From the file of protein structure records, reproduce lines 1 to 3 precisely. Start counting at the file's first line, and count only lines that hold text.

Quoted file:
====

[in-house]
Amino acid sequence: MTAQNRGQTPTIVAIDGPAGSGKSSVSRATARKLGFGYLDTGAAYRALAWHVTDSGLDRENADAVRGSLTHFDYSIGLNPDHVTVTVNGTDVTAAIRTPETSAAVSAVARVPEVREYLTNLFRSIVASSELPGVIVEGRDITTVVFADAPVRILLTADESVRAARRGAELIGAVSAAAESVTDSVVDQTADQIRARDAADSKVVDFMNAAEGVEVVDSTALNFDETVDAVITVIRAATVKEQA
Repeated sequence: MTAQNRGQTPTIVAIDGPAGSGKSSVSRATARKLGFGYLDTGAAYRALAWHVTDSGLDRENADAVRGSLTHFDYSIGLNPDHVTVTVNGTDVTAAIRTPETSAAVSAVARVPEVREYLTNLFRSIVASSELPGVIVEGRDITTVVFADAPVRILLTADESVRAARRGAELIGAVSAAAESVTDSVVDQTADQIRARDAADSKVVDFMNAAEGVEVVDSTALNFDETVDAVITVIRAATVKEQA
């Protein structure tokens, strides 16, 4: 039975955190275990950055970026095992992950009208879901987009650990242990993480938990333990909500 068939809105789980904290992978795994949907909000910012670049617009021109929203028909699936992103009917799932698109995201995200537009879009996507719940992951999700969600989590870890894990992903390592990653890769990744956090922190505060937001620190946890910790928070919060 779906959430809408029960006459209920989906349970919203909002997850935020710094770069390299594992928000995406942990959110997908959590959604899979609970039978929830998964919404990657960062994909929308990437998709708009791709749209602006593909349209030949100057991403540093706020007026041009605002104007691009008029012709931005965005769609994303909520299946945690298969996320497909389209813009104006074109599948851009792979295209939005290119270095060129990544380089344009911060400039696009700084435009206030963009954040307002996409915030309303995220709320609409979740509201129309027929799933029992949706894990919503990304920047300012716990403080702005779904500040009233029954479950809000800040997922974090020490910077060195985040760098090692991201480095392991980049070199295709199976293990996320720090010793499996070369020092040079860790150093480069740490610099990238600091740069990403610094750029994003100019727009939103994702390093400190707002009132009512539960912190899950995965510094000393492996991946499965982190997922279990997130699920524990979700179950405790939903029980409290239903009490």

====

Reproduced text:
[in-house]
Amino acid sequence: MTAQNRGQTPTIVAIDGPAGSGKSSVSRATARKLGFGYLDTGAAYRALAWHVTDSGLDRENADAVRGSLTHFDYSIGLNPDHVTVTVNGTDVTAAIRTPETSAAVSAVARVPEVREYLTNLFRSIVASSELPGVIVEGRDITTVVFADAPVRILLTADESVRAARRGAELIGAVSAAAESVTDSVVDQTADQIRARDAADSKVVDFMNAAEGVEVVDSTALNFDETVDAVITVIRAATVKEQA
Repeated sequence: MTAQNRGQTPTIVAIDGPAGSGKSSVSRATARKLGFGYLDTGAAYRALAWHVTDSGLDRENADAVRGSLTHFDYSIGLNPDHVTVTVNGTDVTAAIRTPETSAAVSAVARVPEVREYLTNLFRSIVASSELPGVIVEGRDITTVVFADAPVRILLTADESVRAARRGAELIGAVSAAAESVTDSVVDQTADQIRARDAADSKVVDFMNAAEGVEVVDSTALNFDETVDAVITVIRAATVKEQA